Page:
To obtain a unique specification, further information can be obtained by size fractionation of the amplimer products or by testing for the presence of other restriction enzyme recognition sequences or by determining the sequence of the amplimer. Changes in the length of the two specificity regions, in an alternative embodiment, will alter the total number of unique reactions that must be performed to assay the entire genome. If n is the sum of the lengths of the two specificity regions, the number of unique reactions is 2×4N.

In principle, relative measurements of the expression of all genes in the genome can be obtained with the method described above by carrying out all 32,768 unique reactions and measuring the amount of each amplimer formed. In practice, it often is desirable to measure the expression levels for a particular subset of known genes, for example, all known genes that code for cyclins. To do this, prior knowledge of the sequence of each mRNA is needed in order to predict the exact sequences of the primers to be used for its amplification, and to predict the length, or other identifying properties, of the corresponding amplimer.

Computer code that can be executed on a digital computer has been written and used to construct a database for this purpose. One method implementing such a program involves importing clustering information from publicly available databases of the National Library of Medicine, importing mRNA sequence information from publicly available databases of the National Library of Medicine. The necessary information is then extracted and manipulated and the data from the different databases integrated (primer locations and sequences, polyA signals, coding sequences, LocusLink and Unigene numbers, etc.). The information is then stored in a local database and a user interface provided for data display and searches (FIG. 21). With the benefit of the present disclosure, those having skill in the art will recognize that other methods for forming a computer program with the disclosed function are available.

All mRNA sequences existing in the publicly available GenBank database that are derived from human, mouse and rat, have been separately loaded into this database, and the positions, sequences, orientations and lengths of the corresponding genetags that would be obtained with two particular restriction enzymes, NlaIII and DpnII, have been extracted from the sequence information, as well as the sequences of the A-end and B-end primers needed to amplify these genetags. In addition, computer code has been written and used to update the database each month, adding information from sequences that have recently been deposited in GenBank. Additionally, computer code has been written that allows individual GenBank files to be searched for the above information, and also that allows GenBank libraries to be searched for entries that would be amplified by a given pair of A-end and B-end primers.

Nucleic Acids

Genes are sequences of DNA in an organism's genome encoding information that is converted into various products making up a whole cell. They are expressed by the process of transcription, which involves copying the sequence of DNA into RNA. Most genes encode information to make proteins, but some encode RNAs involved in other processes. If a gene encodes a protein, its transcription product is called mRNA (“messenger” RNA). After transcription in the nucleus (where DNA is located), the mRNA must be transported into the cytoplasm for the process of translation, which converts the code of the mRNA into a sequence of amino acids to form protein. In order to direct transport into the cytoplasm, the 3′ ends of mRNA molecules are post-transcriptionally modified by addition of several adenylate residues to form the “polyA” tail. This characteristic modification distinguishes gene expression products destined to make protein from other molecules in the cell, and thereby provides one means for detecting and monitoring the gene expression activities of a cell.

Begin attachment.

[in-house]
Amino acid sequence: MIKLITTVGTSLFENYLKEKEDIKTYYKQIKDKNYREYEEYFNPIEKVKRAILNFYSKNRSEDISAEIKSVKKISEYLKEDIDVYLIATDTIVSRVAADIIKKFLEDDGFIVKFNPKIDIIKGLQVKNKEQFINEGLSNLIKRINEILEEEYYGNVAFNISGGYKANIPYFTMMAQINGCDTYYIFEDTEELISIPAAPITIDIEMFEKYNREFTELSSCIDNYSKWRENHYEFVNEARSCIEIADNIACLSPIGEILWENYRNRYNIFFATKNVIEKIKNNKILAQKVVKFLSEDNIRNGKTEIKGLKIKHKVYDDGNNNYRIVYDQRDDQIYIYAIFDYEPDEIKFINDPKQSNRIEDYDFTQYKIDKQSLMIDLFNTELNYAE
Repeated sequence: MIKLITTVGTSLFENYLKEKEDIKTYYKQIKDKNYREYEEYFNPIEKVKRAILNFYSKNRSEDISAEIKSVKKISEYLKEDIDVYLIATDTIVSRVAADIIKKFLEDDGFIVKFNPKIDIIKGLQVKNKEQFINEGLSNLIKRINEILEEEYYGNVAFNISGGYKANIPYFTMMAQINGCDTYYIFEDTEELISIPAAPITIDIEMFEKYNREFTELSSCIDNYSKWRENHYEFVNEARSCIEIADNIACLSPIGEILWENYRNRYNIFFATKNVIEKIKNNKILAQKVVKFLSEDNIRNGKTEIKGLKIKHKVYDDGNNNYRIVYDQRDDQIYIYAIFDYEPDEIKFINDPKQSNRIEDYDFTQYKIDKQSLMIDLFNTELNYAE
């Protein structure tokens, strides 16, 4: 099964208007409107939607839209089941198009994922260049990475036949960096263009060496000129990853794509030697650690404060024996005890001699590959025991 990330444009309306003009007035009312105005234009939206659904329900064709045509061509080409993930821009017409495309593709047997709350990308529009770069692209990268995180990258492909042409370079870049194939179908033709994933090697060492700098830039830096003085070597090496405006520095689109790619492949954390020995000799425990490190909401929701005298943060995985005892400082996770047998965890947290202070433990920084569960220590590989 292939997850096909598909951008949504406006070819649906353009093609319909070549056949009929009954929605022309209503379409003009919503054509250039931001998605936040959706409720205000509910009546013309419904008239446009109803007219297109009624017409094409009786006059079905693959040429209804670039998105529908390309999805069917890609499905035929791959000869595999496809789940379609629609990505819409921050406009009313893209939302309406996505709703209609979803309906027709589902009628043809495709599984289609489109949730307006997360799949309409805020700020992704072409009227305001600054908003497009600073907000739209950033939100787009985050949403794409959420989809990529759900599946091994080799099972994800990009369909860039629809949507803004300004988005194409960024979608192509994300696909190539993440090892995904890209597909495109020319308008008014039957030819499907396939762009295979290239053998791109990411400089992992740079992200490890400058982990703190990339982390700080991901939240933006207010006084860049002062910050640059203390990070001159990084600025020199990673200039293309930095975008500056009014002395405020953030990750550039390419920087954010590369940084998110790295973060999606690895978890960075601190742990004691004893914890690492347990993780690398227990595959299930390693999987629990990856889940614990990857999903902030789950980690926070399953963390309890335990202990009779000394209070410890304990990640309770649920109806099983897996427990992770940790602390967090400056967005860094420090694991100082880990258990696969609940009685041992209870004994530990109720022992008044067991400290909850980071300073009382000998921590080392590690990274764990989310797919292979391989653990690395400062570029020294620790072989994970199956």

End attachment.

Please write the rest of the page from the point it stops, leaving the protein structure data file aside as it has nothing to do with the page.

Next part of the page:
Some of the exemplary genes that may be monitored for expression are genes involved in cancer pathways, for example, oncogenes, tumor suppressor genes, DNA repair genes, genes involved in signal transduction, etc. Loss of control of cell-cycle regulatory genes, or genes controlling apoptotic pathways can lead to the development of cancers.

Other genes that may be monitored for changes in expression levels are genes that change in response to a pharmaceutical compound, or genes that are involved in metabolism and disposition of pharmaceutical compounds, hormones or toxicants. This can pinpoint genes involved in pathways of the pathological condition.

Yet other genes that can be monitored are genes that change in response to development and growth, or that are responsible for controlling developmental pathways. Studies directed towards aging for example can benefit vastly from these type of experiments.

Furthermore, gene expression changes may be monitored in response to treatment of cells or tissues with a host of chemical compounds such as mutagens, teratogens, carcinogens, pesticides, pollutants, etc., or biological compounds such as hormones, growth factors, cytokines, etc.